Etymology of ham radio
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This article is about the etymology of the term "ham" radio.
Ham is an informal term for an amateur radio operator, and, by extension, "ham radio" refers to amateur radio in general. This use of the word first appeared in the United States during the opening decade of the twentieth century — for example, Robert A. Morton in "Wireless Interference", from the April, 1909 Electrician and Mechanic, reported overhearing an amateur radio transmission which included the comment: "Say, do you know the fellow who is putting up a new station out your way? I think he is a ham." However, the term did not gain widespread usage in the United States until around 1920, after which it slowly spread to other English-speaking countries.
One reason for the slow adoption was related to the word's origin, as one of many insults employed by landline telegraph operators at the time, for it originally meant a "poor operator". ,  ("Ham" was also already in more general use as a slang word meaning "incompetent", most commonly in the phrase "ham actor".) Early radio (initially known as wireless telegraphy) included many former wire telegraph operators, and within the new service "ham" was employed as a pejorative term by professional radiotelegraph operators to suggest that amateur enthusiasts were unskilled — in "Floods and Wireless" by Hanby Carver, from the August, 1915 Technical World Magazine, the author noted "Then someone thought of the 'hams'. This is the name that the commercial wireless service has given to amateur operators..." A letter from a Western Union Telegraph Company employee, printed in the December, 1919 edition of the amateur radio publication QST, showed familiarity with the word's negative connotations, expressing concern that "Many unknowing land wire telegraphers, hearing the word 'amateur' applied to men connected with wireless, regard him as a 'ham' or 'lid'". However, during this period many other amateurs were in the process of proudly adopting "ham" as a description of their hobby, embracing the word that was originally an insult, similar to the way Yankee Doodle evolved. (See, for example, Thomas F. Hunter's exuberant "I am the wandering Ham" from the January, 1920 QST).
In spite of — or perhaps because of — its relatively straightforward origin, many interesting and colorful folk etymologies about the supposed origin of "ham" have been developed over the years. Below are some of the competing later explanations that are often charming, but also false.
One alternate explanation is that "ham" is a shortened version of "ham-fisted", meaning clumsy. This is a reasonable conjecture, given that all early amateur radio stations used hand-operated telegraph keys to transmit Morse code, and sending style is referred to as an operator's "fist", so someone who sends badly could be called ham-fisted. But the earliest references to "ham" use only the single word, and there is no evidence that it evolved as a truncation of a longer phrase.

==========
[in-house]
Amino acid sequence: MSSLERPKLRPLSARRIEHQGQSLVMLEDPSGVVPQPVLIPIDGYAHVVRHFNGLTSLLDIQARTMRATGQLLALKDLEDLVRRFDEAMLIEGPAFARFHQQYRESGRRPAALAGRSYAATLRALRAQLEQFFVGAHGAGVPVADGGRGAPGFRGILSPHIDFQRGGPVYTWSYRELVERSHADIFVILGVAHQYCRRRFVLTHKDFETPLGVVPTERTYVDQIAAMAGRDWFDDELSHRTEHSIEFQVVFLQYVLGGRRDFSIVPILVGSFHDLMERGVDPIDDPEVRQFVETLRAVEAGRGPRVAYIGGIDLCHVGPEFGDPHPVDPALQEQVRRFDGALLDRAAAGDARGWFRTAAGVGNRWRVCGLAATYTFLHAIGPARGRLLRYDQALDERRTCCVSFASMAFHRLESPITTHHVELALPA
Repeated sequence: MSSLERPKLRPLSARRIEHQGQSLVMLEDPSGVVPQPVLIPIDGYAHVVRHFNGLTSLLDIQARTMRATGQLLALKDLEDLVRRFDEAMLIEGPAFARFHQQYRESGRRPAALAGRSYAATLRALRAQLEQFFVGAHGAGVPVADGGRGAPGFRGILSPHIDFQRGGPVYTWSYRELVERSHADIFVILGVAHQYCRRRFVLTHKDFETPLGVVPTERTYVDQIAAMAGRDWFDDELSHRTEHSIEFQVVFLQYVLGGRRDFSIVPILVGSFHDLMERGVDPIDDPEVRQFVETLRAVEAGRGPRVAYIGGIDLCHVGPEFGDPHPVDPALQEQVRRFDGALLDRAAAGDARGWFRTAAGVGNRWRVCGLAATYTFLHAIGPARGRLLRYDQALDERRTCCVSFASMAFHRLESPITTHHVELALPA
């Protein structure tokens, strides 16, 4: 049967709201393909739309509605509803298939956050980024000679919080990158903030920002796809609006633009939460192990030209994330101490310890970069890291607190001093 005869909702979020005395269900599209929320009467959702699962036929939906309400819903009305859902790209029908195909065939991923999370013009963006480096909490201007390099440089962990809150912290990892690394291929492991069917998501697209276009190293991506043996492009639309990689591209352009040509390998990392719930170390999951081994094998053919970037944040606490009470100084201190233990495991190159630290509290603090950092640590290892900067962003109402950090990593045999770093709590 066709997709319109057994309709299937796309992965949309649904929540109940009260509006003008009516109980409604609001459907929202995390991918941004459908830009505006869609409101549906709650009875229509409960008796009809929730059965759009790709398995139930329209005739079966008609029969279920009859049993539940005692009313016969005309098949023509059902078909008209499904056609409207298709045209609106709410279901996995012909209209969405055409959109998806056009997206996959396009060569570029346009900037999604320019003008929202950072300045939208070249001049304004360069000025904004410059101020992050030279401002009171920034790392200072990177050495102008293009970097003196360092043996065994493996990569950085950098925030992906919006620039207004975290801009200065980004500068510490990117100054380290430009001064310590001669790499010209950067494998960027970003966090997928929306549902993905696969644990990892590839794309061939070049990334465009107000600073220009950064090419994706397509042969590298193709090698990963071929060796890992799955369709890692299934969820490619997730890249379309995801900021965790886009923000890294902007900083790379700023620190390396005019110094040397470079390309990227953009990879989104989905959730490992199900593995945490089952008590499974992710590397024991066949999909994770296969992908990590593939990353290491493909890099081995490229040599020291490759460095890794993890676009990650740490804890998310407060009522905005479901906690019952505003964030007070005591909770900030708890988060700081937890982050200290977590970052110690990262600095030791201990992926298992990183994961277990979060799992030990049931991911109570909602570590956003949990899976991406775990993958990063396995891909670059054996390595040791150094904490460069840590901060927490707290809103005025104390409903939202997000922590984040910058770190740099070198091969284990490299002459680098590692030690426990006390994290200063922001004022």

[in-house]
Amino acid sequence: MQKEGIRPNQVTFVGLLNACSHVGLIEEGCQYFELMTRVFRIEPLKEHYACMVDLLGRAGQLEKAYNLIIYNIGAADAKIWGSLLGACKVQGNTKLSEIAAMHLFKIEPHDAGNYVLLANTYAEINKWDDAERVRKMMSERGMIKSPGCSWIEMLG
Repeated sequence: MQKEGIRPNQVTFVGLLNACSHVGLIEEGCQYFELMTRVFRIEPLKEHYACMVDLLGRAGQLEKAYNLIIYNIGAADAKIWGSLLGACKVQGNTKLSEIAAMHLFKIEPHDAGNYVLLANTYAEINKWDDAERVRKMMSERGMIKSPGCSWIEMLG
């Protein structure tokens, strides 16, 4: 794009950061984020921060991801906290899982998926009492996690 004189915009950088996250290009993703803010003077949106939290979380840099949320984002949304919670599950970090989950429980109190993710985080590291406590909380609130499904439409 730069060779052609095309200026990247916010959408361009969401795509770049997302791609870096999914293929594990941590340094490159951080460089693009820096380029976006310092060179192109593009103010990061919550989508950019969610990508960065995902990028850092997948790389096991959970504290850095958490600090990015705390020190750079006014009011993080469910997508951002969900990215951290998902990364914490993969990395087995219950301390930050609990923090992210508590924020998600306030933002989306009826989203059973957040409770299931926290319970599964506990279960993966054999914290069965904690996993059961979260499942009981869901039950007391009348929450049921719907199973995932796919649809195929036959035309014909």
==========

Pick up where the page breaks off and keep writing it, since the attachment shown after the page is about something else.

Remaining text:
"A little station called HAM"
This widely circulated but fanciful tale claims that, around 1911, an impassioned speech made by Harvard University student Albert Hyman to the United States Congress, in support of amateur radio operators, turned the tide and helped defeat a bill that would have ended amateur radio activity entirely, by assigning the entire radio spectrum over to the military. An amateur station that Hyman supposedly shared with two others (Bob Almy and Peggie Murray), which was said to be using the self-assigned call sign HAM (short for Hyman-Almy-Murray), thus came to represent all of amateur radio. However, this story seems to have first surfaced in 1948, and practically none of the facts in the account check out, including the existence of "a little station called HAM" in the first place., ,
"Home Amateur Mechanic" magazine
In this version, supposedly HAM was derived from the initials of a "very popular" magazine which covered radio extensively. But there is no evidence that there ever was a magazine by this name.
It is sometimes claimed that HAM came from the first letter from the last names of three radio pioneers: Heinrich Rudolf Hertz, Edwin Armstrong, and Guglielmo Marconi. However, this cannot be the source of the term as Armstrong was an unknown college student when the term first appeared.
Likely an example of corporate wishful thinking, Hammarlund products were supposedly so preeminent in the pioneering era of radio that they became a part of the language of radio. As the story goes, early radio enthusiasts affectionately referred to Hammarlund products as "Ham" products, and called themselves "Ham" operators. In truth, Hammarlund was a minor and barely known company at the time "ham" started to be used.
The term Amateur in Amateur radio does not connote lack of skill, but is used in the same sense as an Amateur Athlete, as Radio Amateurs are prohibited by law from accepting monetary or material compensation of any kind for any activities they perform as radio operators. (see 47 U.S.C. §97.113(A)(2)).